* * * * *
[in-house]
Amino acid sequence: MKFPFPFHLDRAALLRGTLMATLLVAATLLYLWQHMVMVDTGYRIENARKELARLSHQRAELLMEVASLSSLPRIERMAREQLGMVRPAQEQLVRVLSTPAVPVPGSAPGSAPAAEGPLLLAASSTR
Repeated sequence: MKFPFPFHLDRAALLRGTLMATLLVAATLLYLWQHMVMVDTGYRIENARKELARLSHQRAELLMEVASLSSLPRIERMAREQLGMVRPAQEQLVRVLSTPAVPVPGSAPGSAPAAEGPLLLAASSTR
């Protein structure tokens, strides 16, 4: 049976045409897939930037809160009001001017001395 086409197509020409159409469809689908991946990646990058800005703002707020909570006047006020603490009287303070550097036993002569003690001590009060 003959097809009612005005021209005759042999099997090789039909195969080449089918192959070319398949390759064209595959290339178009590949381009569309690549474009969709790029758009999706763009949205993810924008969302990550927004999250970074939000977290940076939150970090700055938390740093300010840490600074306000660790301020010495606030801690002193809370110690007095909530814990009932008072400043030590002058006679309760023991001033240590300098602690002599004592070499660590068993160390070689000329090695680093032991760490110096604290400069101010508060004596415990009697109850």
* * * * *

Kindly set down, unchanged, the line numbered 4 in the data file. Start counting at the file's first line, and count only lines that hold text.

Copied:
């Protein structure tokens, strides 16, 4: 049976045409897939930037809160009001001017001395 086409197509020409159409469809689908991946990646990058800005703002707020909570006047006020603490009287303070550097036993002569003690001590009060 003959097809009612005005021209005759042999099997090789039909195969080449089918192959070319398949390759064209595959290339178009590949381009569309690549474009969709790029758009999706763009949205993810924008969302990550927004999250970074939000977290940076939150970090700055938390740093300010840490600074306000660790301020010495606030801690002193809370110690007095909530814990009932008072400043030590002058006679309760023991001033240590300098602690002599004592070499660590068993160390070689000329090695680093032991760490110096604290400069101010508060004596415990009697109850």